My Thoughts on Technology and Jamaica: University of Montreal directly images exoplanet GU Psc b using Infrared - 100 Light Year Barrier no longer an issue as Infrared Tun Up

Thursday, June 19, 2014

University of Montreal directly images exoplanet GU Psc b using Infrared - 100 Light Year Barrier no longer an issue as Infrared Tun Up

“GU b Psc is a true gift of nature. The great distance that separates it from its Star makes possible a thorough study with a variety of instruments, allowing a better understanding of giant exoplanets in general”

Co-author René Doyon said in the press release on the discovery of exoplanet GU Psc b which orbits the Class M3 Star GU Psc 115 Light years away in the Constellation Pisces

Scientists at the University of Montreal led by lead researcher Dr. Marie-Eve Naud have recently discovered that it is possible to see exoplanets directly beyond 100 Light years using Infrared.

This as they've discovered an exoplanet, GU Psc b, at a distance of 115 Light Years away and were able to see the Planet directly using Infrared as reported in “Unexpected Giant Exoplanet Discovered”, published May 23, 2014 by Lisa Winter, I Fucking Love Science and “ GU Psc b: Newly Discovered Exoplanet Takes 80,000 Years to Orbit its Star”, published May 14, 2014 by Their discovery was also published in The Astrophysical Journal and the image of exoplanet GU Psc b and its parent star Class M3 Star GU Psc is as shown below.

Most exoplanets, due to their extraordinary distance from Earth and the faint Light in both the Visible and Infrared Spectrum that they emit, are usually detected using the concept of Transitions. As a Planet passes in front of it host Star, it causes a slight dip in the luminosity of the Star. How often this dip occurs can be use to determine the period of the Star and the level of the dip in luminosity can also be used to determine the Size of the Planet.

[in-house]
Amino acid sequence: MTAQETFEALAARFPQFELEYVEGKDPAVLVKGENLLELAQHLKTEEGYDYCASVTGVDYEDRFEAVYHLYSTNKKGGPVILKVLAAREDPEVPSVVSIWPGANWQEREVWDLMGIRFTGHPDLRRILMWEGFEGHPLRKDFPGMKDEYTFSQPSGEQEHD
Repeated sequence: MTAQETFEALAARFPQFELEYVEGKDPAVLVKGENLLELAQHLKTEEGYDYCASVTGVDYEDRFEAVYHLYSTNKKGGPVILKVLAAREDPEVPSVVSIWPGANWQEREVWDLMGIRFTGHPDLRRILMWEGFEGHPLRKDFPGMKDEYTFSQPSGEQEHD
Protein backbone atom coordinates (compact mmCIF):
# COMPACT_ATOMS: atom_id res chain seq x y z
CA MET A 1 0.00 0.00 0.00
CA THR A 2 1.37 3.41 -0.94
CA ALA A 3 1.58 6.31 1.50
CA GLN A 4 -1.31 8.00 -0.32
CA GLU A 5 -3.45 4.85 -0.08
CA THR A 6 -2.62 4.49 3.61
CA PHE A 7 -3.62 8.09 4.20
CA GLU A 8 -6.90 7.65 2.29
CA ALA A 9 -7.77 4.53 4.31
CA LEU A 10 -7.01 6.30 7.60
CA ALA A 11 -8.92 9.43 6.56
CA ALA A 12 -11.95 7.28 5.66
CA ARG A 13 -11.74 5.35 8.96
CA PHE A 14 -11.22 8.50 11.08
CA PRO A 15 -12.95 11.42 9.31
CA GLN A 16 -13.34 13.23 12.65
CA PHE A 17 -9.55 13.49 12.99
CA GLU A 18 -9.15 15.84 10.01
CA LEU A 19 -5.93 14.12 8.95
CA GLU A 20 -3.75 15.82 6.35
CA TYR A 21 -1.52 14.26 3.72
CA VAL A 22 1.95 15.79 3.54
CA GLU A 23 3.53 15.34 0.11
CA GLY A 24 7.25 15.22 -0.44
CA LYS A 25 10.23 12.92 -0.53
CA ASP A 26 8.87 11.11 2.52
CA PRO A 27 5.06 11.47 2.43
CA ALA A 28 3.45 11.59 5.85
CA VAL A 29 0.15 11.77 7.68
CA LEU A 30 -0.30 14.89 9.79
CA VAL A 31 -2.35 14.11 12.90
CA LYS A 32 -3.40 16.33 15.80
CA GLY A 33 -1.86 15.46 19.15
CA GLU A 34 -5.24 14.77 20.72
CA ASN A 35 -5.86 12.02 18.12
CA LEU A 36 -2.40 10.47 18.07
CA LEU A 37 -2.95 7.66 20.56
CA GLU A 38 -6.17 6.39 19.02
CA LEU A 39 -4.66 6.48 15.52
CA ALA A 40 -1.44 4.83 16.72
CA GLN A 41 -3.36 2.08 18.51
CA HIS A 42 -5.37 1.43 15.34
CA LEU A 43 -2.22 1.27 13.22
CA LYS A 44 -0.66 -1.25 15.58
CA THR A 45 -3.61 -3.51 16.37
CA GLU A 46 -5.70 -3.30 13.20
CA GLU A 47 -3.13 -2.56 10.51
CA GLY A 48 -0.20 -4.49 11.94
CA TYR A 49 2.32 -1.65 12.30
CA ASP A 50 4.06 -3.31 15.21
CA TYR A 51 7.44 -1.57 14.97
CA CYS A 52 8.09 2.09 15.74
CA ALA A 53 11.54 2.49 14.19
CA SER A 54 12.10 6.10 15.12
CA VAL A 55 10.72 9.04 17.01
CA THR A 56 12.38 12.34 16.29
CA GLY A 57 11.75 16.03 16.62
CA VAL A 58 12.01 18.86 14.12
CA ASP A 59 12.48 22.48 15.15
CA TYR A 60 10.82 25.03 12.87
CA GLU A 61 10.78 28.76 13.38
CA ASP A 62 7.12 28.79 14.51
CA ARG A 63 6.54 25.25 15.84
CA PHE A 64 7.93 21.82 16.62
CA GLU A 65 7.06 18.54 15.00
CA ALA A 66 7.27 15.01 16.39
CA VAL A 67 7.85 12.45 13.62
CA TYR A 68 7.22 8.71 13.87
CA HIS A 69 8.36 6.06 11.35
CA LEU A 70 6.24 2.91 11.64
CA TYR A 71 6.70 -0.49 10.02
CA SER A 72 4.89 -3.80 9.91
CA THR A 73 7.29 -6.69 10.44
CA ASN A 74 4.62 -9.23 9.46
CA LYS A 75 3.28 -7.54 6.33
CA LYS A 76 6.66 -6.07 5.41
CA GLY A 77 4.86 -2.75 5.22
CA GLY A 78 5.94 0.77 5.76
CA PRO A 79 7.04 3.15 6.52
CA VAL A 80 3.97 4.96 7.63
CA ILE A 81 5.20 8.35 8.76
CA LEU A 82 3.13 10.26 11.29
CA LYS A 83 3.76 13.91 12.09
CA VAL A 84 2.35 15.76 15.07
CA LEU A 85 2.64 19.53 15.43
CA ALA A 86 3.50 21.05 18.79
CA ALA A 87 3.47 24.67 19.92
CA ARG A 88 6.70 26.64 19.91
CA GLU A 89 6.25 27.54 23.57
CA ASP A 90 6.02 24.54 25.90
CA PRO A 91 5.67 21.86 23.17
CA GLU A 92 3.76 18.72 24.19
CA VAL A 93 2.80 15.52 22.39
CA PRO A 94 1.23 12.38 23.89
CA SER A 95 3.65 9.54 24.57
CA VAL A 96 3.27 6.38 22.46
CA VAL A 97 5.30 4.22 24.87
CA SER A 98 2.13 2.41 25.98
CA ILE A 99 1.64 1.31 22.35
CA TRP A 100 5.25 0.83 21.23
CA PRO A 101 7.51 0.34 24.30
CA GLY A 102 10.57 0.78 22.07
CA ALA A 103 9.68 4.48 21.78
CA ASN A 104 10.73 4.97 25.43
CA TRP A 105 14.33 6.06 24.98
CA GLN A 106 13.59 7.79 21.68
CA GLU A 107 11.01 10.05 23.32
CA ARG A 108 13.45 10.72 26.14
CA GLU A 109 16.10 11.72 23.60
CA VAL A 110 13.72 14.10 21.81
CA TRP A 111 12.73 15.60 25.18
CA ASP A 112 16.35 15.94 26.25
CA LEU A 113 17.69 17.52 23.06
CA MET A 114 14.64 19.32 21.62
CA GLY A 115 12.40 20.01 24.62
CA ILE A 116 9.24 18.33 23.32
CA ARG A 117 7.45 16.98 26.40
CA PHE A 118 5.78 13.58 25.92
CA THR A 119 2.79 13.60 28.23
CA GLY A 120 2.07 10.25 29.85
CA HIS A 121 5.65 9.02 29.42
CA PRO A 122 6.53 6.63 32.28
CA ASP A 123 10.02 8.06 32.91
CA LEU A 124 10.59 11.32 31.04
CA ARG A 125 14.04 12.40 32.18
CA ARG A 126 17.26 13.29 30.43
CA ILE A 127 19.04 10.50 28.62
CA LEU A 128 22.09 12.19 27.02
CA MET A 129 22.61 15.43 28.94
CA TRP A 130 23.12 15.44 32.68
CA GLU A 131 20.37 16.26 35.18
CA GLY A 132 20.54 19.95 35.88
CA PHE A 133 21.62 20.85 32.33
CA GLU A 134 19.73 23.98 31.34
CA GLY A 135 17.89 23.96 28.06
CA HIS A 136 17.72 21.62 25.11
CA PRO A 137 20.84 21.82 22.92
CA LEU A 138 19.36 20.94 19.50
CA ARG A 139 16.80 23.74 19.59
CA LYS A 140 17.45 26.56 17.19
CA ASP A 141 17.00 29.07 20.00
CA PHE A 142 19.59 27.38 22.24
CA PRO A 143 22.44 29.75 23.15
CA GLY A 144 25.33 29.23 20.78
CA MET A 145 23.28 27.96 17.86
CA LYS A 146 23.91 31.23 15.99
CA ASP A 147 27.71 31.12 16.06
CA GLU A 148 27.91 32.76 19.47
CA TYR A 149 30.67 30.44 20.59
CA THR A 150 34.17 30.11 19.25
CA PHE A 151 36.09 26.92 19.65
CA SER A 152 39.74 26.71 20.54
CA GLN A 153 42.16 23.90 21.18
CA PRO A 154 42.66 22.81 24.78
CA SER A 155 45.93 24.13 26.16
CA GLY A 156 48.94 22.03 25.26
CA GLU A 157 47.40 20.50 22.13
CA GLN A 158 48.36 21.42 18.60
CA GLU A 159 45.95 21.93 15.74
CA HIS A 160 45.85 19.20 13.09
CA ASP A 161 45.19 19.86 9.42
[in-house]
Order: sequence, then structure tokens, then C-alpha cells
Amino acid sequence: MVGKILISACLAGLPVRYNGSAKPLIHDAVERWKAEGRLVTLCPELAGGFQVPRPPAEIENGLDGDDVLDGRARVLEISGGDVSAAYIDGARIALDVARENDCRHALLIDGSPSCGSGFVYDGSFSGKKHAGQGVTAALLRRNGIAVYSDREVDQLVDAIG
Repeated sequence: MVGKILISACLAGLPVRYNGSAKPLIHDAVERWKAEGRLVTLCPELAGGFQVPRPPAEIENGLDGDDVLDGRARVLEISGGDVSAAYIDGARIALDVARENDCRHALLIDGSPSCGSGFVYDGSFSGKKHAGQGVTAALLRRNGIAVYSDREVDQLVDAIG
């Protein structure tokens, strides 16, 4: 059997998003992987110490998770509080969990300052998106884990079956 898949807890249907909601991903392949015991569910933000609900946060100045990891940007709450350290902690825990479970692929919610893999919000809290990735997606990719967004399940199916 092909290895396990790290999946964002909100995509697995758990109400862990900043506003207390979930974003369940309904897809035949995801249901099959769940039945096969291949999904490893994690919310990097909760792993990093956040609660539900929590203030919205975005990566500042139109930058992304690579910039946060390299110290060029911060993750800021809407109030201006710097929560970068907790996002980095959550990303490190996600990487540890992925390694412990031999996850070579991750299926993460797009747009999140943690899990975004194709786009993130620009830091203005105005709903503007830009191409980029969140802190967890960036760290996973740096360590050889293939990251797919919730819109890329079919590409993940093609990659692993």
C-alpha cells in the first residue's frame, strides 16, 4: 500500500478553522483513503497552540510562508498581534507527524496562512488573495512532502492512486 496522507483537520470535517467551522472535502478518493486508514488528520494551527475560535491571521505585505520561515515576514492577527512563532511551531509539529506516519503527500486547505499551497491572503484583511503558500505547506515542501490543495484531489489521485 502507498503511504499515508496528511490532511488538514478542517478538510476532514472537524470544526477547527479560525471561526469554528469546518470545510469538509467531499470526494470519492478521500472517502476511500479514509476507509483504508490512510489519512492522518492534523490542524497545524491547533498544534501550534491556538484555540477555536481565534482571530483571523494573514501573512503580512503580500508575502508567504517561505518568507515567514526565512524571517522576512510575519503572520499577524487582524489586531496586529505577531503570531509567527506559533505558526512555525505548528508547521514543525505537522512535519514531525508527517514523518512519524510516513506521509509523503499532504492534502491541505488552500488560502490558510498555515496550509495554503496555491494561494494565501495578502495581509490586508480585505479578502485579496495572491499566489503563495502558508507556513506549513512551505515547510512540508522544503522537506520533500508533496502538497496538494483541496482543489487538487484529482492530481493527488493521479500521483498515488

This is the technique used by the Kepler Space Telescope to detect the exoplanet Kepler-186f which orbits the M dwarf Star Kepler-186 in the Constellation Cygnus as reported in my blog article entitled “NASA discovers Earth-like exoplanet Kepler-186f in the Constellation Cygnus - 500 light years is awfully far distance to buy beachfront property”.

However in the case of the exoplanet GU Psc b, which orbits the Class M3 Star GU Psc, its orbit is so large that it can be observed directly via the Electromagnetic Radiation that the Star gives off in the Infrared Spectrum.

Imaging exoplanet GU Psc b – 100 Light Year Barrier no longer an issue as the Infrared Tun Up

According to the measurements of the Researchers at the University of Montreal GU Psc b is between 9-13 times the size of Jupiter. It also has an elliptical orbit of 2000 AU (Astronomical Units) that resulted in the exoplanet having a revolution of 80,000 Earth years. At the time of observation, GU Psc b was fairly close to its Class M3 Star GU Psc.

The Class M3 Star GU Psc is located roughly 115 million light years away in the AB Doradus Group in the Constellation Pisces. It also a fairly young Star, in its teenage years as far as Stars go, with an estimated age of 100 million years. It is only one of 90 Stars with a confirmed Planet. Based on its name, GU Psc b, it’s the first Planet from its main Star, which usually carries the designation “a”.